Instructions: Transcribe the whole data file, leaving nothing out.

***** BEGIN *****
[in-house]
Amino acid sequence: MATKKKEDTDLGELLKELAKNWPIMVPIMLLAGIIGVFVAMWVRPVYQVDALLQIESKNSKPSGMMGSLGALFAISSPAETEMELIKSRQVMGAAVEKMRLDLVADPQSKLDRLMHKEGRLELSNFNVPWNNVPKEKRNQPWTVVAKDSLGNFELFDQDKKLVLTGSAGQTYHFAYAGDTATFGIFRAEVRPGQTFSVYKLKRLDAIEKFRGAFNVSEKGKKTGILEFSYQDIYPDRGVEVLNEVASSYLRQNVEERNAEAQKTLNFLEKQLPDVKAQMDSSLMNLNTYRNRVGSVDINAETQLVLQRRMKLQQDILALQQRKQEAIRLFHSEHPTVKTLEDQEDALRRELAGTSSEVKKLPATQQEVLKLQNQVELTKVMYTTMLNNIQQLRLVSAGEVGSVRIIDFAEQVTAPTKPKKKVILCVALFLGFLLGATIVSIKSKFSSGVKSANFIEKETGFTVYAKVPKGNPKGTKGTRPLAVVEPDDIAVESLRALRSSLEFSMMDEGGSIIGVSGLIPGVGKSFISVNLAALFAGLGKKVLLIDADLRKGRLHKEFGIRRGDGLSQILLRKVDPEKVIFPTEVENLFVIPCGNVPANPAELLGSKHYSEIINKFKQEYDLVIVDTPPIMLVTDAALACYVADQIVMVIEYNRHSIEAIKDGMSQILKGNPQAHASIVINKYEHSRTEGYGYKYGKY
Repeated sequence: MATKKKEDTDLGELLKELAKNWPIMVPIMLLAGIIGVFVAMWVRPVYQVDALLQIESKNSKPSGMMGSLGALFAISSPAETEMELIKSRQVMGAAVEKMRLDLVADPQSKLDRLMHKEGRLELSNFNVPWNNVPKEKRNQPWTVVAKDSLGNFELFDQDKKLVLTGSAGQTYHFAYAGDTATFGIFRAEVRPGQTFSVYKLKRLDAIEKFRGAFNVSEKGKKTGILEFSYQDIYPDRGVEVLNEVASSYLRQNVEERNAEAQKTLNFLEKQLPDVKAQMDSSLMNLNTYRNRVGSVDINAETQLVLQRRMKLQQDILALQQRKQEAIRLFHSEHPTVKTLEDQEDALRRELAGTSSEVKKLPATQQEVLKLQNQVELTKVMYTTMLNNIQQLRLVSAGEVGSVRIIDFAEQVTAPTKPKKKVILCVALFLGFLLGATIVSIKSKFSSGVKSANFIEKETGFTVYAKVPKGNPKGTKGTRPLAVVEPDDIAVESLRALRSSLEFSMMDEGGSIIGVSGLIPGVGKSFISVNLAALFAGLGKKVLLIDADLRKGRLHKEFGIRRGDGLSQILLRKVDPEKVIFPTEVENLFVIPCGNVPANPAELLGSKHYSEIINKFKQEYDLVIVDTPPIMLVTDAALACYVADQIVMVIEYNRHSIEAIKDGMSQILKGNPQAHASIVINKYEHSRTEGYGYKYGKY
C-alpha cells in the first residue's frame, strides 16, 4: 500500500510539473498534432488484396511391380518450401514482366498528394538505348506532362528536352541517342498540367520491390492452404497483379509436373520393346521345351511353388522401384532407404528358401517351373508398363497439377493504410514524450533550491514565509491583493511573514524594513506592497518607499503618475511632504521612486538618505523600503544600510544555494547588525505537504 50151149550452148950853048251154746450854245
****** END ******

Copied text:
[in-house]
Amino acid sequence: MATKKKEDTDLGELLKELAKNWPIMVPIMLLAGIIGVFVAMWVRPVYQVDALLQIESKNSKPSGMMGSLGALFAISSPAETEMELIKSRQVMGAAVEKMRLDLVADPQSKLDRLMHKEGRLELSNFNVPWNNVPKEKRNQPWTVVAKDSLGNFELFDQDKKLVLTGSAGQTYHFAYAGDTATFGIFRAEVRPGQTFSVYKLKRLDAIEKFRGAFNVSEKGKKTGILEFSYQDIYPDRGVEVLNEVASSYLRQNVEERNAEAQKTLNFLEKQLPDVKAQMDSSLMNLNTYRNRVGSVDINAETQLVLQRRMKLQQDILALQQRKQEAIRLFHSEHPTVKTLEDQEDALRRELAGTSSEVKKLPATQQEVLKLQNQVELTKVMYTTMLNNIQQLRLVSAGEVGSVRIIDFAEQVTAPTKPKKKVILCVALFLGFLLGATIVSIKSKFSSGVKSANFIEKETGFTVYAKVPKGNPKGTKGTRPLAVVEPDDIAVESLRALRSSLEFSMMDEGGSIIGVSGLIPGVGKSFISVNLAALFAGLGKKVLLIDADLRKGRLHKEFGIRRGDGLSQILLRKVDPEKVIFPTEVENLFVIPCGNVPANPAELLGSKHYSEIINKFKQEYDLVIVDTPPIMLVTDAALACYVADQIVMVIEYNRHSIEAIKDGMSQILKGNPQAHASIVINKYEHSRTEGYGYKYGKY
Repeated sequence: MATKKKEDTDLGELLKELAKNWPIMVPIMLLAGIIGVFVAMWVRPVYQVDALLQIESKNSKPSGMMGSLGALFAISSPAETEMELIKSRQVMGAAVEKMRLDLVADPQSKLDRLMHKEGRLELSNFNVPWNNVPKEKRNQPWTVVAKDSLGNFELFDQDKKLVLTGSAGQTYHFAYAGDTATFGIFRAEVRPGQTFSVYKLKRLDAIEKFRGAFNVSEKGKKTGILEFSYQDIYPDRGVEVLNEVASSYLRQNVEERNAEAQKTLNFLEKQLPDVKAQMDSSLMNLNTYRNRVGSVDINAETQLVLQRRMKLQQDILALQQRKQEAIRLFHSEHPTVKTLEDQEDALRRELAGTSSEVKKLPATQQEVLKLQNQVELTKVMYTTMLNNIQQLRLVSAGEVGSVRIIDFAEQVTAPTKPKKKVILCVALFLGFLLGATIVSIKSKFSSGVKSANFIEKETGFTVYAKVPKGNPKGTKGTRPLAVVEPDDIAVESLRALRSSLEFSMMDEGGSIIGVSGLIPGVGKSFISVNLAALFAGLGKKVLLIDADLRKGRLHKEFGIRRGDGLSQILLRKVDPEKVIFPTEVENLFVIPCGNVPANPAELLGSKHYSEIINKFKQEYDLVIVDTPPIMLVTDAALACYVADQIVMVIEYNRHSIEAIKDGMSQILKGNPQAHASIVINKYEHSRTEGYGYKYGKY
C-alpha cells in the first residue's frame, strides 16, 4: 500500500510539473498534432488484396511391380518450401514482366498528394538505348506532362528536352541517342498540367520491390492452404497483379509436373520393346521345351511353388522401384532407404528358401517351373508398363497439377493504410514524450533550491514565509491583493511573514524594513506592497518607499503618475511632504521612486538618505523600503544600510544555494547588525505537504 50151149550452148950853048251154746450854245